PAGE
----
their overall anxiety, it has made it easier to work with them regarding their environmental issues. This in turn has made them more at ease, myself less likely to pull out all my hair, and have kept my neighbors from fleeing in a mass exodus. Even with my guidelines and my constant scanning of the horizon for potential problems I cannot (unfortunately) control all things in my environment. This is when I must politely ask those sharing our little patch of earth to pitch in, just a little. 1) Leashes-always, always, always. I know I brought up the importance of my dogs being on leashes already, but now it is time to talk about why it is important to have your dog on a leash as well. If you have a dog with you in an unsecured area, then please, leash up your pet. Even if your dog is the friendliest pup ever born, another animal may not want to meet him/her. An unplanned meet up can sometimes require one (if not both) of the participants to visit the emergency room. 2) If someone asks you to not approach their dog please respect this person’s

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wishes. They can be asking for a variety of reasons: maybe they are in the middle of a training session, maybe the dog is recuperating from an illness/surgery, maybe the dog has severe anxiety/fear/ aggression issues, or maybe the owners just need to get home in a hurry to take care of their own business. A subset to this request is if a yellow ribbon is tied to a dog’s collar and/or leash do not wait for someone to tell you not to approach their dog; the yellow ribbon itself is a sign asking for you to please respect the dog’s space. For more information regarding what the yellow ribbon means, please visit 3) If you just cannot keep your hands off other people’s pets, then please, ask first prior to petting their loved ones. Maybe the owner can give you a tip on how to approach their dog, or what their dog particularly likes. Sometimes when I am out with my doggie dates on a walk I will view other dogs across the park playing the part of fools-barking, dragging their owners, or any other number of embarrassing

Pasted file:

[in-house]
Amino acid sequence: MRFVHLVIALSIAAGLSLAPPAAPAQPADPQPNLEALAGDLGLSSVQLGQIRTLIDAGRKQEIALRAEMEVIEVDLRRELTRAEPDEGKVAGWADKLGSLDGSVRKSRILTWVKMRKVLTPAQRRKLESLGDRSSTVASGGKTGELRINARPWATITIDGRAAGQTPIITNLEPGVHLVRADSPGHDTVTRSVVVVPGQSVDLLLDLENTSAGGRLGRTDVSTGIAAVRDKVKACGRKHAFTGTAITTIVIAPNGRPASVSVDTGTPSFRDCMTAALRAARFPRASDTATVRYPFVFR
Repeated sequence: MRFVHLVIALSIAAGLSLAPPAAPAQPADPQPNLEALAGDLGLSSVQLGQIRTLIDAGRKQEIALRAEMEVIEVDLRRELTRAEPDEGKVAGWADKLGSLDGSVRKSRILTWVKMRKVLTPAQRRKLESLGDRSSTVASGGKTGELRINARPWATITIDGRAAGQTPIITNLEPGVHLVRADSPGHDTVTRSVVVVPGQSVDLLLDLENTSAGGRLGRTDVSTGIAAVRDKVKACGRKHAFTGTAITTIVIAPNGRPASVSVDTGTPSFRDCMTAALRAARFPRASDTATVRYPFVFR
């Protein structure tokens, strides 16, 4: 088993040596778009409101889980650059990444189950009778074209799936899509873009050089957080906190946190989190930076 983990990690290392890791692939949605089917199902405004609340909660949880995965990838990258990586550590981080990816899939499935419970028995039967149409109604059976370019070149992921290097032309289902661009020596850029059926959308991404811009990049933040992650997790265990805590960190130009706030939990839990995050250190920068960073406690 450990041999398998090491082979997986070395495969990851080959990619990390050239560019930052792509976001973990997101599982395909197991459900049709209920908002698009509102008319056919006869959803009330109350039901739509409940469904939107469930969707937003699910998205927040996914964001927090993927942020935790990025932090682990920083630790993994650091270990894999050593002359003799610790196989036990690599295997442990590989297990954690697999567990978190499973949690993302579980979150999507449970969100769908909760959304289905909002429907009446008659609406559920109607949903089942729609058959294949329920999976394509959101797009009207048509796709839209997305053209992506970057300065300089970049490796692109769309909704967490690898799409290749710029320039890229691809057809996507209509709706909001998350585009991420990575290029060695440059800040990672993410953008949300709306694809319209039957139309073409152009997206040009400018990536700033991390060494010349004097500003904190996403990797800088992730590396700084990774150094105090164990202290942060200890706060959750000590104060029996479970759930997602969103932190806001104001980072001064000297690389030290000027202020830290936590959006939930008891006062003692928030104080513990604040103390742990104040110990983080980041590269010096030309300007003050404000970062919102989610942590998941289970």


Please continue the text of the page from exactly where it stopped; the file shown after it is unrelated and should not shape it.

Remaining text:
things a dog can do, and I feel a kinship to that person and her brood. If you are the proud guardian of a super dog who is unfazed by their environment and at all times listens perfectly you will never know the uncomfortable feelings owners of environmentally challenged dogs go through. However, we can all agree on how important these fuzzy companions are, even if there are hiccups along the way. I am going to continue to do my best in working with my boys and their manners, and I hope to see you (and your safely and lovingly leashed dog) out on our next walk.

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Adoption Page

Meet Jessie! Her perfect day includes a fun romp on a hiking trail, a swim in the lake and some time to chew on her favorite rawhide toys. Jessie is an active dog that would enjoy a yard to play in or an owner willing to give her the exercise she enjoys. She gets along well with children as well as other dogs.. Visit her at

Meet Sixes! His perfect day would be a fun day with his human playing games and going on adventures. Sixes enjoys toys and treats, he would like to take trips to the dog park and the beach. He walks on the leash very well, he knows his manners. Come see him at www.

I came to Pet Helpers from another shelter and have been nothing but a ball of energy ever since! Even though I am still young, I obviously didn't get too much basic training as a pup. am a big love-bug and would have a blast having a human of my own to play ball with. See if I am your match at

This is a special dog named Ruby. She's been in our care since May. She is a Collie/Shep blend, 5-6 years, and weights 45lbs. Ruby has a mellow personality, she's housebroken, and very gentle as well. If you are interested please contact cgumienny@ or 843329-1577

Meet Clover, a three month old hound mix. She's currently in the Adoption Ambassador foster program. If you are interested please contact cgumienny@